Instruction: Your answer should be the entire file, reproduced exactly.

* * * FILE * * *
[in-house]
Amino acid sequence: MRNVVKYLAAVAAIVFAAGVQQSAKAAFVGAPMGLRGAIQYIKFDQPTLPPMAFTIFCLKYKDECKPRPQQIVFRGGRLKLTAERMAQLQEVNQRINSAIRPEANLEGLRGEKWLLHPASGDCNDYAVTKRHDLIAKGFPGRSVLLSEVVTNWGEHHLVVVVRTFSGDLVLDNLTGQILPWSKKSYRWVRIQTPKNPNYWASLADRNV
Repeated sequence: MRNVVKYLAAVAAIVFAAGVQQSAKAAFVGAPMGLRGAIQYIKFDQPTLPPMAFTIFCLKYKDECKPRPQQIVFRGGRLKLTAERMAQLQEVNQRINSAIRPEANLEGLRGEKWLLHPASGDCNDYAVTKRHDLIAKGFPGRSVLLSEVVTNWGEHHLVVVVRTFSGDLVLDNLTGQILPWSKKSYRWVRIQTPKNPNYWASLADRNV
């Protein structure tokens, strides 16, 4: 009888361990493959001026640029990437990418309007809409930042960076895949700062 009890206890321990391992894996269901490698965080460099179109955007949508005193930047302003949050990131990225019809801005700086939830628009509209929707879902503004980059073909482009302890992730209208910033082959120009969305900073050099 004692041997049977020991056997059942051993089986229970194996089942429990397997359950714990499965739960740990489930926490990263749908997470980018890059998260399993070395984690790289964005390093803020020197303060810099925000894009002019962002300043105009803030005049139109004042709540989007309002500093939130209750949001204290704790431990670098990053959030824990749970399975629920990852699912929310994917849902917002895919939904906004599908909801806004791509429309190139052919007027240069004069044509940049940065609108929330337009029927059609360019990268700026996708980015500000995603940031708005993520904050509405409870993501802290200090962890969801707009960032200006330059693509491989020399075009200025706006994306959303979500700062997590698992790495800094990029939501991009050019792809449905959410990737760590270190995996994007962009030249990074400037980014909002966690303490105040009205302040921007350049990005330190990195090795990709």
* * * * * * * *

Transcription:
[in-house]
Amino acid sequence: MRNVVKYLAAVAAIVFAAGVQQSAKAAFVGAPMGLRGAIQYIKFDQPTLPPMAFTIFCLKYKDECKPRPQQIVFRGGRLKLTAERMAQLQEVNQRINSAIRPEANLEGLRGEKWLLHPASGDCNDYAVTKRHDLIAKGFPGRSVLLSEVVTNWGEHHLVVVVRTFSGDLVLDNLTGQILPWSKKSYRWVRIQTPKNPNYWASLADRNV
Repeated sequence: MRNVVKYLAAVAAIVFAAGVQQSAKAAFVGAPMGLRGAIQYIKFDQPTLPPMAFTIFCLKYKDECKPRPQQIVFRGGRLKLTAERMAQLQEVNQRINSAIRPEANLEGLRGEKWLLHPASGDCNDYAVTKRHDLIAKGFPGRSVLLSEVVTNWGEHHLVVVVRTFSGDLVLDNLTGQILPWSKKSYRWVRIQTPKNPNYWASLADRNV
């Protein structure tokens, strides 16, 4: 009888361990493959001026640029990437990418309007809409930042960076895949700062 009890206890321990391992894996269901490698965080460099179109955007949508005193930047302003949050990131990225019809801005700086939830628009509209929707879902503004980059073909482009302890992730209208910033082959120009969305900073050099 004692041997049977020991056997059942051993089986229970194996089942429990397997359950714990499965739960740990489930926490990263749908997470980018890059998260399993070395984690790289964005390093803020020197303060810099925000894009002019962002300043105009803030005049139109004042709540989007309002500093939130209750949001204290704790431990670098990053959030824990749970399975629920990852699912929310994917849902917002895919939904906004599908909801806004791509429309190139052919007027240069004069044509940049940065609108929330337009029927059609360019990268700026996708980015500000995603940031708005993520904050509405409870993501802290200090962890969801707009960032200006330059693509491989020399075009200025706006994306959303979500700062997590698992790495800094990029939501991009050019792809449905959410990737760590270190995996994007962009030249990074400037980014909002966690303490105040009205302040921007350049990005330190990195090795990709």